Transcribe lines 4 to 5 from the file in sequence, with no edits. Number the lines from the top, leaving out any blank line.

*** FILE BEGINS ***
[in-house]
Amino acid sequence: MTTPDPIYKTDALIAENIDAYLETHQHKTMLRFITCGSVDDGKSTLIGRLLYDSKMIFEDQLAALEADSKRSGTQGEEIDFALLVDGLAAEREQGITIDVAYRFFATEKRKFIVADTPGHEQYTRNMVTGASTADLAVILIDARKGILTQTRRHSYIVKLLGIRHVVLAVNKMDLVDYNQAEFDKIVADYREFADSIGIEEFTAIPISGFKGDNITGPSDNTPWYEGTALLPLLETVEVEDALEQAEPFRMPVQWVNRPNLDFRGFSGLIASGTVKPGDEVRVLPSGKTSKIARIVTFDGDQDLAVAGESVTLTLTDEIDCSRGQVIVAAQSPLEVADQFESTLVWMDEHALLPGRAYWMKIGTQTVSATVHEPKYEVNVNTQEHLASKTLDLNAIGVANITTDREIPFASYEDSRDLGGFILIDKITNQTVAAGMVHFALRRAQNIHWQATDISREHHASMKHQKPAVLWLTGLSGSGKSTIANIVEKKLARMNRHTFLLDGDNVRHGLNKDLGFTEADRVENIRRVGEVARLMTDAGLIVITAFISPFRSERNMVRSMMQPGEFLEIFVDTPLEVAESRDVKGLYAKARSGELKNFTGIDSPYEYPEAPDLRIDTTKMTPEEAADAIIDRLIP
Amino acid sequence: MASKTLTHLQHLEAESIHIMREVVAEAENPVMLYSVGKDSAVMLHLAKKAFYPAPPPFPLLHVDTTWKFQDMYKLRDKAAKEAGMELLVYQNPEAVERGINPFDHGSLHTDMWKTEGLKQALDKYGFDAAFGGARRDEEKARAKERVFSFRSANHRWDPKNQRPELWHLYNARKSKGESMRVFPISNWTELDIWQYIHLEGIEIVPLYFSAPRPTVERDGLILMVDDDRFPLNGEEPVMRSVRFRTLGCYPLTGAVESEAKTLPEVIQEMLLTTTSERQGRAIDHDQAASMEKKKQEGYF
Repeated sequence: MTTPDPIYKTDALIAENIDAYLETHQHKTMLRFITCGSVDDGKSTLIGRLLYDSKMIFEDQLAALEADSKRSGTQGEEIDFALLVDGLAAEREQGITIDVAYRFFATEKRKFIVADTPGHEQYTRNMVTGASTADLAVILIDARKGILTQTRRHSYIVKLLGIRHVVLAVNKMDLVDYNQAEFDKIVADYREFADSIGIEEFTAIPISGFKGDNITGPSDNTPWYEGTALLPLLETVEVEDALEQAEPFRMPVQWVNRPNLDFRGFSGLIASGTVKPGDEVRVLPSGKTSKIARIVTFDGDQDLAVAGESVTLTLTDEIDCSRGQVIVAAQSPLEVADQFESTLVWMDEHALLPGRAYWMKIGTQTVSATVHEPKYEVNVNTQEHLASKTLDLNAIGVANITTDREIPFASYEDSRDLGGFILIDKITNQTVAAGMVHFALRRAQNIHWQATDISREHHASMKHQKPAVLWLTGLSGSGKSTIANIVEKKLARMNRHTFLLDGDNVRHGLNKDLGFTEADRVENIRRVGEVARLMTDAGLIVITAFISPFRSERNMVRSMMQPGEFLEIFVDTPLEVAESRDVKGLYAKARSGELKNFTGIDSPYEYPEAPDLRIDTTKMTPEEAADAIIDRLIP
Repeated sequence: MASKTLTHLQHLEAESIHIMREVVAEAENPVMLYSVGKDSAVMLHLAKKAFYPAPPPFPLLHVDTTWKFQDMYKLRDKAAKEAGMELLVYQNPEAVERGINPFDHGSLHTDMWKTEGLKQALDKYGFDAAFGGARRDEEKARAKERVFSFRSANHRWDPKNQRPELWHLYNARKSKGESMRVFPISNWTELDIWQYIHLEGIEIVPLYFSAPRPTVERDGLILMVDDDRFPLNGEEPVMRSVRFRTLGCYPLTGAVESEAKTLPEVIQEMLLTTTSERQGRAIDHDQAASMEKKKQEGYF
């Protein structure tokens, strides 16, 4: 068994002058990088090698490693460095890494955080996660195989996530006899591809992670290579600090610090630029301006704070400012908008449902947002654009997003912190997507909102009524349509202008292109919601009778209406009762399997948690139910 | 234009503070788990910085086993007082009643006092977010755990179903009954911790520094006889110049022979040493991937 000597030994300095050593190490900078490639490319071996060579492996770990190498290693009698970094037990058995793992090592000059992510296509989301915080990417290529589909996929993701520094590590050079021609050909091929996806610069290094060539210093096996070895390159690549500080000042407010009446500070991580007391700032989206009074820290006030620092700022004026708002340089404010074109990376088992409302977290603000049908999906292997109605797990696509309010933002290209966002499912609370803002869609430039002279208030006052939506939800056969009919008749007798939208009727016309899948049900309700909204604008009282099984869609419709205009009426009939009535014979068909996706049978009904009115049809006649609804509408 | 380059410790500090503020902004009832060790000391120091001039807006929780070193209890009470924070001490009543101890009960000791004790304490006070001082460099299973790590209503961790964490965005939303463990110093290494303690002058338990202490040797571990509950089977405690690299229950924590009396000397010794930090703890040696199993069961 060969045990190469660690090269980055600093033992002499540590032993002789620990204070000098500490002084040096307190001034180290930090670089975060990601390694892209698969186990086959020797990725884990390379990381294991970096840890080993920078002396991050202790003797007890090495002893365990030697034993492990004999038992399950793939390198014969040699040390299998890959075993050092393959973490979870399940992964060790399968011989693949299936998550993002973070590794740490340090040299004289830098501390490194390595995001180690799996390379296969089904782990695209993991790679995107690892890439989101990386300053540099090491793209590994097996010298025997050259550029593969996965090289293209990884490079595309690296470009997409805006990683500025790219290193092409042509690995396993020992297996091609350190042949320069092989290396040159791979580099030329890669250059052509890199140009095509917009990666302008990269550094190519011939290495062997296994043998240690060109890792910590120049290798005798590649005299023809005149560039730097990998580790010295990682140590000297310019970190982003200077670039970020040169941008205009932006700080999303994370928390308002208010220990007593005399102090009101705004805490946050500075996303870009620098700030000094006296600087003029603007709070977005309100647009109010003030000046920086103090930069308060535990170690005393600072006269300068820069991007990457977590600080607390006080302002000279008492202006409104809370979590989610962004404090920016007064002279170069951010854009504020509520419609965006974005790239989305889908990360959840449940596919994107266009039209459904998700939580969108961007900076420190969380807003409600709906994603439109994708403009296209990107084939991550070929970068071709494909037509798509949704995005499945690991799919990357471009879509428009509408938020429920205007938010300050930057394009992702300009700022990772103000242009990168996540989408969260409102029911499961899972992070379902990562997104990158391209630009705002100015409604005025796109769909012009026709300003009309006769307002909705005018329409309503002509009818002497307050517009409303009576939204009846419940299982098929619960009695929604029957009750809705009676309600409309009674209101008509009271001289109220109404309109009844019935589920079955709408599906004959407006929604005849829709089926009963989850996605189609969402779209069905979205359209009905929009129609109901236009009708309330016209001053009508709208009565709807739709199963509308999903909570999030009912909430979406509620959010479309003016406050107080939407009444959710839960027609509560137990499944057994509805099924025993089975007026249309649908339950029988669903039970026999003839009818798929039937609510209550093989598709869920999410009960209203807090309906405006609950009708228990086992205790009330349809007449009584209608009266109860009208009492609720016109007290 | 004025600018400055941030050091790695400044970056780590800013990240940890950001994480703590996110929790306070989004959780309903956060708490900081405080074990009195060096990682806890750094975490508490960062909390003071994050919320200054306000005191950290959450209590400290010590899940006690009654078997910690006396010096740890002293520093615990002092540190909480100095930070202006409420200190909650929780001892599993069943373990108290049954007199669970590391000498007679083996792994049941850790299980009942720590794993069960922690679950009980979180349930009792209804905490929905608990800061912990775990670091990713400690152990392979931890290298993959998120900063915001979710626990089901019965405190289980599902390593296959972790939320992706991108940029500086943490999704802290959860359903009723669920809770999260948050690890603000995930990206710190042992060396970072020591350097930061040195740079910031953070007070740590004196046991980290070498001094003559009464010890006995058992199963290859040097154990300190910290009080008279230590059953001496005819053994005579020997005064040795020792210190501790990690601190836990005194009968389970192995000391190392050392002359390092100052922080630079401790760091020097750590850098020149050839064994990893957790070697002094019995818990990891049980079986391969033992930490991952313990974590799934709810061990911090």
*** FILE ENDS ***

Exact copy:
Repeated sequence: MTTPDPIYKTDALIAENIDAYLETHQHKTMLRFITCGSVDDGKSTLIGRLLYDSKMIFEDQLAALEADSKRSGTQGEEIDFALLVDGLAAEREQGITIDVAYRFFATEKRKFIVADTPGHEQYTRNMVTGASTADLAVILIDARKGILTQTRRHSYIVKLLGIRHVVLAVNKMDLVDYNQAEFDKIVADYREFADSIGIEEFTAIPISGFKGDNITGPSDNTPWYEGTALLPLLETVEVEDALEQAEPFRMPVQWVNRPNLDFRGFSGLIASGTVKPGDEVRVLPSGKTSKIARIVTFDGDQDLAVAGESVTLTLTDEIDCSRGQVIVAAQSPLEVADQFESTLVWMDEHALLPGRAYWMKIGTQTVSATVHEPKYEVNVNTQEHLASKTLDLNAIGVANITTDREIPFASYEDSRDLGGFILIDKITNQTVAAGMVHFALRRAQNIHWQATDISREHHASMKHQKPAVLWLTGLSGSGKSTIANIVEKKLARMNRHTFLLDGDNVRHGLNKDLGFTEADRVENIRRVGEVARLMTDAGLIVITAFISPFRSERNMVRSMMQPGEFLEIFVDTPLEVAESRDVKGLYAKARSGELKNFTGIDSPYEYPEAPDLRIDTTKMTPEEAADAIIDRLIP
Repeated sequence: MASKTLTHLQHLEAESIHIMREVVAEAENPVMLYSVGKDSAVMLHLAKKAFYPAPPPFPLLHVDTTWKFQDMYKLRDKAAKEAGMELLVYQNPEAVERGINPFDHGSLHTDMWKTEGLKQALDKYGFDAAFGGARRDEEKARAKERVFSFRSANHRWDPKNQRPELWHLYNARKSKGESMRVFPISNWTELDIWQYIHLEGIEIVPLYFSAPRPTVERDGLILMVDDDRFPLNGEEPVMRSVRFRTLGCYPLTGAVESEAKTLPEVIQEMLLTTTSERQGRAIDHDQAASMEKKKQEGYF